How to create healthy habit change in your life

When it comes to changing your routine and creating healthier habits, Dr. Ifland is clear—be gentle with yourself, and don't cut it out cold turkey.

"Promise yourself that you will go slow and be patient," says Dr. Ifland. "It takes months to build new food routines. Surprisingly, an essential skill is learning how to set boundaries with people who beg you to join them in eating processed foods."

Dr. Ifland points out that your environment plays a huge role in your dietary choices. If you are in an environment where constantly eating ultra-processed foods is normalized, it can be difficult to create healthier habits. She recommends looking for the "food triggers" in your environment and eliminating them when possible.

"Having processed foods in the house is a huge trigger," says Dr. Ifland. "[The] media is packed with triggers. Toxic people are also big triggers. Take your time just observing and then get help strategizing about how to slowly eliminate triggers from your environment."

She even recommends finding online groups—like social media communities—of like-minded people that can help motivate you and uplift your efforts to take care of your body. Social media can be a powerful tool in creating mindset change, so even following healthy dietitians (like members of our medical expert board) and unfollowing anyone that promotes unhealthy habits can make a huge difference in your physical and mental health.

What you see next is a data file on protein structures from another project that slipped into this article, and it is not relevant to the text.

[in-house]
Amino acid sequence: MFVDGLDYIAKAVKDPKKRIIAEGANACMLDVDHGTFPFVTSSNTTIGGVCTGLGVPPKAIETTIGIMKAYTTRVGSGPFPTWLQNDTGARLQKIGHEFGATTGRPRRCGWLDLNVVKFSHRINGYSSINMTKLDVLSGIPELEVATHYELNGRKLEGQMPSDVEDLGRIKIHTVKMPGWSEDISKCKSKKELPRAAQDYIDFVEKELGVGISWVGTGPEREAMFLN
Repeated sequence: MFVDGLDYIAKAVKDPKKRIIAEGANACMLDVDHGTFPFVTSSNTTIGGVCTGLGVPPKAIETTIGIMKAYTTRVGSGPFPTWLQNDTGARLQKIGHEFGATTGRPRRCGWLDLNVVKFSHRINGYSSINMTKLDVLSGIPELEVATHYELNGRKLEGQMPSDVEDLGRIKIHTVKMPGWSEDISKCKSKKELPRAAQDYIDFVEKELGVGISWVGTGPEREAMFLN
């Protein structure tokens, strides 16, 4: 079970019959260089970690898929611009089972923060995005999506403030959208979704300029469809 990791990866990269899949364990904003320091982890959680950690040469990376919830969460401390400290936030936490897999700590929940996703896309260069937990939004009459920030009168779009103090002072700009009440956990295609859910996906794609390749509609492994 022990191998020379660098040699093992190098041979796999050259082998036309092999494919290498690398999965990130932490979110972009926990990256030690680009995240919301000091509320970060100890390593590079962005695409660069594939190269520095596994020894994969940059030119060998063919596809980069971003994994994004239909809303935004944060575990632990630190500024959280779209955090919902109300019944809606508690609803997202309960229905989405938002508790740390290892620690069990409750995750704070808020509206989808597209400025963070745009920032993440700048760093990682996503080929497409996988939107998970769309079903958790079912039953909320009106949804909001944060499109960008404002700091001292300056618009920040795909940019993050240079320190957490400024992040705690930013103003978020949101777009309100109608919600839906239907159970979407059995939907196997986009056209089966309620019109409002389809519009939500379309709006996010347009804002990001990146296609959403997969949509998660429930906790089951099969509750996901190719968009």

"Research shows that falling off of a food plan is most likely related to being exposed to a food or stress trigger," says Dr. Ifland. "Give yourself permission to discover which of the many brain-calming activities you enjoy. This is a skill that builds over months, even years. Never give up!"

To get started, Dr. Ifland recommends choosing the best elimination method that works for you. Removing all processed foods at once is an option, or simply eliminating certain types of processed foods one by one. Look for foods with sugar, sweeteners, excessive salt, processed fats, food additives, or essentially any foods with a long list of chemical ingredients you don't understand.

"The place to start is [to accept] that 'Big Food' gives millions of people a severe addiction to multiple food-like substances hidden in our food," says Dr. Ifland. "It can take years to deeply understand what it means to have been given a severe addiction against our will, without our knowledge, and with the complicity of our government."

By swapping out ultra-processed foods in your diet with nourishing, wholesome foods with good-for-you ingredients, you have a higher probability of living an even longer, healthier life. For tips on how to get started, check out our list of the 9 Healthy Eating Habits to Live Over A Century, Say Dietitians.

Kiersten Hickman
Kiersten Hickman is a senior editor at Eat This, Not That!, with a main focus on food coverage, nutrition, and recipe development. Read more